Your business may already use an extensive cloud environment—or maybe you’re just evaluating your options for spinning up a single cloud server. Either way, this guide is your sanity check for aligning the security policies in place for your on-premise and cloud technology to protect data (and your company) from internal and external threats. Synchronized policies not only strengthen the security of data, but they also effectively enable your organization to maintain operations and prepare for regulatory audits.
1. Perform a cloud vendor audit
Do your homework to ensure you comprehend the many options available for cloud deployment and determine the best fit with your organization’s needs. You can undertake this task with a knowledgeable internal team or work with an industry consultant for guidance. Remember that cloud vendors market their ease of onboarding over their security capabilities. Security is ultimately your responsibility. You’ll want to dig into the details of how information is protected, so you don’t get stuck with weak functionality. Finally, make sure you identify more than one suitable vendor as a contingency in case your preferred vendor isn’t approved by your organization.
2. Understand your procurement policies
Talk to your procurement department to get a handle on whether you can rely on a single cloud vendor or need to follow a dual deployment policy. Many organizations require more than one vendor for redundancy and failover capabilities.
3. Complete an internal security audit
Carry out an internal audit to unearth the security policies you currently have in place for both on-premise and cloud servers. Note discrepancies and assess technology barriers. For example, you need to know whether there are overlapping namespaces including ID ranges for user accounts.
4. Assess the types of information being stored
Meet with those in charge of each critical line of business to pin point the types of information to be saved in the cloud and how data is expected to be moved to an on-premise environment. Evaluating security needs is also important across each area so you can grasp the sensitivity of information such as credit card data, personal employee details, financial or health records, passwords, business plans, etc.
5. Prepare for regulatory audits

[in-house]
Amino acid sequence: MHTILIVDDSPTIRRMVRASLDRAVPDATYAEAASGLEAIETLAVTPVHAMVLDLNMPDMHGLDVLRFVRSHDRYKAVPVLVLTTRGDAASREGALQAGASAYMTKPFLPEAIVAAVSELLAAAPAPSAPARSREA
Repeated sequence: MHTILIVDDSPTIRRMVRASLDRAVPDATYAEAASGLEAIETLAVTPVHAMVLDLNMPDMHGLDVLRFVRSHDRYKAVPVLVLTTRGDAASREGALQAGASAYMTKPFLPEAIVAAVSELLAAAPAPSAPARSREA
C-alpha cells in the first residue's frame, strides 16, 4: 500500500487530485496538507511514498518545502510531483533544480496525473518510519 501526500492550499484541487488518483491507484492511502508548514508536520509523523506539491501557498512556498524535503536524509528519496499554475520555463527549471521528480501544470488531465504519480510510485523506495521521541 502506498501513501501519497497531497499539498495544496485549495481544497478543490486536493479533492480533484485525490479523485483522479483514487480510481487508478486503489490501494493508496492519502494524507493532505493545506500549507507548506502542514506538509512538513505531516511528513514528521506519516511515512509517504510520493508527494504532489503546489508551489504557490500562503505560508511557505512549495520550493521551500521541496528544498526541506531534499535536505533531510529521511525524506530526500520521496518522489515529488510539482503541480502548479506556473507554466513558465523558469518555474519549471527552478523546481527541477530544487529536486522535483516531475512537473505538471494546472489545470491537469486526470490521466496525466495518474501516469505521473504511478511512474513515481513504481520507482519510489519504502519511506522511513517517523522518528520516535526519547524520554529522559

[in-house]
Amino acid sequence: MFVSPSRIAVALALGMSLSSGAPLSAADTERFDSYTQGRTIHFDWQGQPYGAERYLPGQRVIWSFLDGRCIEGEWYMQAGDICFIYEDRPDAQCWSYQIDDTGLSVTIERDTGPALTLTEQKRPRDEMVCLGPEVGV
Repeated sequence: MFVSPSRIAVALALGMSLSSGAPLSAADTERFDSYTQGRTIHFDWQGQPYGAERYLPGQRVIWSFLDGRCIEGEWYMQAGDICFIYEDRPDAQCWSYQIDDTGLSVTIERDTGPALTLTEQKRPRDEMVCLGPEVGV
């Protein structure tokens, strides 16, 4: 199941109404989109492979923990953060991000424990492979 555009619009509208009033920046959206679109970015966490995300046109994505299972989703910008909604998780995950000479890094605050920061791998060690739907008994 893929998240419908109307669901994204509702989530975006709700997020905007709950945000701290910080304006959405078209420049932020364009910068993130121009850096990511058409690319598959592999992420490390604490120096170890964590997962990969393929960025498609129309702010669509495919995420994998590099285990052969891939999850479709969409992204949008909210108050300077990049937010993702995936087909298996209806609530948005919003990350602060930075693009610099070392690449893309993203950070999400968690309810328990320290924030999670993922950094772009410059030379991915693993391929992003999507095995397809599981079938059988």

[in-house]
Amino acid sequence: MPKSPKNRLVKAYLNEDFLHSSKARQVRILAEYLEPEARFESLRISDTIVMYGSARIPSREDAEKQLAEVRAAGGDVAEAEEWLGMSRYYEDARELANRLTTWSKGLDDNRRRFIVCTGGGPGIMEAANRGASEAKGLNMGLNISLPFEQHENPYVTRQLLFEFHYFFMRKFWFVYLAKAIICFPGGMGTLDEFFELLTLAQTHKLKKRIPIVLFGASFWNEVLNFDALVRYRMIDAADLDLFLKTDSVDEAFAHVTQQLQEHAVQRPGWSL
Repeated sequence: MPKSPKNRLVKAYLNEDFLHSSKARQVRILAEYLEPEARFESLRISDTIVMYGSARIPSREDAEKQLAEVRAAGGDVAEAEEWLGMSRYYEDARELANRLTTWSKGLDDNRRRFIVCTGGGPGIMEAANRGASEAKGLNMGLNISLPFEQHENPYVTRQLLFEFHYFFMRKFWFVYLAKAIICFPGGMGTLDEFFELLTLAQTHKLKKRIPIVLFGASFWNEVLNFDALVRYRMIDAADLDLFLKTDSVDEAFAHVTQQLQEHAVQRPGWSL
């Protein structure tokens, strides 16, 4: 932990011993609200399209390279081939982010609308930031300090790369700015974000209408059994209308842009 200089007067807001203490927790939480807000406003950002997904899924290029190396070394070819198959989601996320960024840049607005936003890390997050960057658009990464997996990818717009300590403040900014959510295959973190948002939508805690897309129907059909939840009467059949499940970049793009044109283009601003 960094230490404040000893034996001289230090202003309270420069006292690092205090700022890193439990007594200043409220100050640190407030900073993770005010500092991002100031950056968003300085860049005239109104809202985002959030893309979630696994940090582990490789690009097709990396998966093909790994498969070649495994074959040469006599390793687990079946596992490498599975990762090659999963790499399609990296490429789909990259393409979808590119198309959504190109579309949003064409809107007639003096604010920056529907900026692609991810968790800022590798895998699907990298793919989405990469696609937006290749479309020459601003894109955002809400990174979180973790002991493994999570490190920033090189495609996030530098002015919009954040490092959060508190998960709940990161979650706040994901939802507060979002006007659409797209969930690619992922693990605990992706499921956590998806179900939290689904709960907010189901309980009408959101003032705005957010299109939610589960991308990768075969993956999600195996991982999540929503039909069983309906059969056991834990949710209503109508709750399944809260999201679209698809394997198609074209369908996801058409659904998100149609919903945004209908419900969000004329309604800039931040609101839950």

Think through the audit process as it applies to your business. Talk to administrative staff to find out how much effort it is for them to support these disruptive activities. Determine what tools they currently use, and where gaps may reside. Understand each of the regulations your business needs to demonstrate compliance with, such as Sarbanes-Oxley (SOX), GDPR, HIPAA, PCI DSS, and others. Highlight which areas of the business may have more than one compliance regime to follow. For example, you may need to comply with SOX in North America and GDPR in Europe.
6. Standardize security policies, including user access
Whether you have a hybrid or on-premise environment, it’s important to make sure you have a solution that works seamlessly across both technology stacks. Relying only on a cloud vendor’s default security settings is a mistake, because they may not be strong enough to meet your needs or may not be compatible with your on-premise equipment. Identify which technology solutions, such as identity and access management, you will put in place to address your security requirements.
7. Map out the project’s timeline and potential for disruption
Once you develop your game plane and the associated dates, determine the likelihood everyday processes will be disrupted during the update period. Some areas of your business may not be able to tolerate even 10 minutes of downtime. Establish contingency plans to lay out the actions your team will take in the event problems arise.
8. Plan a test run
While some organizations can forego a test run, most require a detailed testing plan to make sure all parts of the technology infrastructure are working seamlessly before the actual go-live. The last thing you want is to have an unsuccessful migration that affects your ability to maintain business operations—or worse, those of your customers or key suppliers. Establish rollback scenarios that allow you to back out of the new environment easily, giving you time to evaluate what went wrong and how you can fix the problem.